Honda Accord Tourer
There are certain things you can't escape if you live in a town - not least of which are regular trips to the local dump with bags of rubbish. It has been a frequent haunt since I took a week off work to do a massive garden clear-up. Thankfully, two trips in our Honda Accord Tourer was all it took to dispose of 11 bin liners full of weeds, ivy and grass cuttings. The trouble is, the Honda is so good at this sort of work, it's in constant demand for weekend load-lugging - in the last nine months,
There are certain things you can't escape if you live in a town - not least of which are regular trips to the local dump with bags of rubbish. It has been a frequent haunt since I took a week off work to do a massive garden clear-up. Thankfully, two trips in our Honda Accord Tourer was all it took to dispose of 11 bin liners full of weeds, ivy and grass cuttings. The trouble is, the Honda is so good at this sort of work, it's in constant demand for weekend load-lugging - in the last nine months, we've racked up more than 20,000 miles.
You can't put your finger on any one thing that makes the Accord so popular, because it covers most bases very well. Obviously, the boot is a major attraction. At 1,707 litres with all the seats down, it has a vast cargo area. But there are some neat touches that make it rise above its rivals - things such as seats that fold flat in a single movement using only one lever. The electric tailgate is also brilliantly useful, although colleagues have spoken about their dogs being puzzled about the boot door seeming to open on its own...
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So it's easy to use as a load-lugger, but it also does hassle-free motoring well. From a driver's point of view, it's superb. Our car is the 2.4 Ex-ecutive, which has an upmarket ambience about it. The standard satellite-navigation system is one of the easiest to use because of its touch screen, which also incorporates the audio controls. And the front seats are among the most comfortable I've sat in. They're electric and multi-adjustable and it's easy to find a decent driving position.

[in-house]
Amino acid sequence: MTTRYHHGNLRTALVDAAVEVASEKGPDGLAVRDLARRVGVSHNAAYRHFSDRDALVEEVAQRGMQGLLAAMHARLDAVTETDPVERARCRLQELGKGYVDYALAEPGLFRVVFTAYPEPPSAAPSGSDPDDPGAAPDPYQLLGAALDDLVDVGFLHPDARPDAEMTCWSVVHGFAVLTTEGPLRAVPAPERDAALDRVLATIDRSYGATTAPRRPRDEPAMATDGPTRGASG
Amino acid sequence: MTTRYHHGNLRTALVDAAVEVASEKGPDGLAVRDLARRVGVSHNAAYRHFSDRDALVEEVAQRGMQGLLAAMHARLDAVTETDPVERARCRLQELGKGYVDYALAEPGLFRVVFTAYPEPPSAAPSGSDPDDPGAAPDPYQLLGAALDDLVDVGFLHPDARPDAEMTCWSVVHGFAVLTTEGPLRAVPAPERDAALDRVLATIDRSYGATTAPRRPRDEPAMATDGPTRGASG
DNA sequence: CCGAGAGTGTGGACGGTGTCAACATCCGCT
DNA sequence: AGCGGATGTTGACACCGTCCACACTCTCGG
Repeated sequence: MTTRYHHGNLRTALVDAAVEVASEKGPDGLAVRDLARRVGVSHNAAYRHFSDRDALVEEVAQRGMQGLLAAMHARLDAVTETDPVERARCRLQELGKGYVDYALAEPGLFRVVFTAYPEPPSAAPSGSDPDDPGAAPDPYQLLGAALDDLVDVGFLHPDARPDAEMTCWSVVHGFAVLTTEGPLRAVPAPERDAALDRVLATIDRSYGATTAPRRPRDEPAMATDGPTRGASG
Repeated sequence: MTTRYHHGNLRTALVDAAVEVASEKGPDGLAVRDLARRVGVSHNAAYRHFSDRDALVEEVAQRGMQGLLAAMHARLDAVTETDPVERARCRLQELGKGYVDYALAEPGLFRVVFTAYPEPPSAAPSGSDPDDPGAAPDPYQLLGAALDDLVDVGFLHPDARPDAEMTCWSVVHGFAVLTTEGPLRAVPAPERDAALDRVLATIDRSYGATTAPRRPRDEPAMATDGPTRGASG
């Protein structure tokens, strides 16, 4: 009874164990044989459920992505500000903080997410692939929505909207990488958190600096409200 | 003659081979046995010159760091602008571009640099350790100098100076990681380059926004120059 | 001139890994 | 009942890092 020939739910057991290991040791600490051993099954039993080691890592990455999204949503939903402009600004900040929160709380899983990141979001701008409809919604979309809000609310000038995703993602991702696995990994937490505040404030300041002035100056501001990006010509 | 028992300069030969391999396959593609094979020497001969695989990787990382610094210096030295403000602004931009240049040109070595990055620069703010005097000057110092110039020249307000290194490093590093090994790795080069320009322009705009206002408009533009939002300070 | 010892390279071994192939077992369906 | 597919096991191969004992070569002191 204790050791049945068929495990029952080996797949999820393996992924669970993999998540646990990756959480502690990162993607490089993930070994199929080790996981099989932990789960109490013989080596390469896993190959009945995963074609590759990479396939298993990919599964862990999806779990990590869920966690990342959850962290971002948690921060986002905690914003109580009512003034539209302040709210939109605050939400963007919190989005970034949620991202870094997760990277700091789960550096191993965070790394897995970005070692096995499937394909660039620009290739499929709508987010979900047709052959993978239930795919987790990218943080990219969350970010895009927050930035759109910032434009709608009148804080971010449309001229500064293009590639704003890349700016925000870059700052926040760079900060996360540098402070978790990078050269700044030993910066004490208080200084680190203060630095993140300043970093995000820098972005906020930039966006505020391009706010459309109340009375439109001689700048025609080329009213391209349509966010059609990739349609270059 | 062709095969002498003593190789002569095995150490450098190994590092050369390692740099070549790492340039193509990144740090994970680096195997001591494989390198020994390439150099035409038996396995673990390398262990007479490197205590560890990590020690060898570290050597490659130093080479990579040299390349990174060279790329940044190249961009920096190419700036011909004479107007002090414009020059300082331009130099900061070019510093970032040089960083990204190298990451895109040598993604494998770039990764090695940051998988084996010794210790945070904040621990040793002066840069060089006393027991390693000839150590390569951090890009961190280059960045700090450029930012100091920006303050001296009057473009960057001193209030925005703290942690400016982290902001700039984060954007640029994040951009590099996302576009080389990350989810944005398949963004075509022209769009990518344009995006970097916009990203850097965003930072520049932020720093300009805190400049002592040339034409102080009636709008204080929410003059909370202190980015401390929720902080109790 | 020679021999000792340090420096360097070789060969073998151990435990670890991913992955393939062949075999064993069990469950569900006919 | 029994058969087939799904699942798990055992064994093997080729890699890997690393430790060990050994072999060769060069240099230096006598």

However, they're not perfect, because the light-coloured leather marks too easily. We spent a good couple of hours cleaning the seats one weekend and still couldn't get them spotless. The same criticism applies to the boot as well - all those trips to the tip have left their mark on the carpet, which does seem to scuff easily.
Honda recently finished fourth in our annual Driver Power satisfaction survey, with reliability one of the firm's key strengths. But it hasn't been such positive news for our long-termer. In our last report we told you the xenon headlights needed adjusting, and that has since been sorted under warranty. Whitehouse Honda of Bexleyheath, Kent, did the work - and we only had to wait 20 minutes.
The sunroof also packed up, although we managed to get that fixed at the 12,500-mile first service, even though we were slightly late getting it done, with the odometer reading 13,190 miles. As we hoped, the service was completed with the minimum of fuss, costing us a mere £105.26, while the dealer fixed the roof and cured the squeaking driver's window, too.
Unfortunately, the sunroof has failed again, while an annoying series of squeaks and rattles has developed. The loudest of these is coming from the boot, but the folding rear seats are also murmuring. On the plus side, a noise we noticed from the glovebox seems to have cured itself.
The car has also returned to the dealer for a series of updates, all covered under warranty. The alarm was tweaked to make it less sensitive to extreme temperatures, the tailgate dampers changed and the engine intake breather pipe replaced - apparently it wasn't manufactured to the correct tolerances. The only other reliability issue has been a slow puncture, but National Tyre Service plugged the hole for only £20. Despite its expertise with loads and driver comfort, the Honda hasn't had a completely smooth ride so far, and the shine is starting to fade from the ownership experience.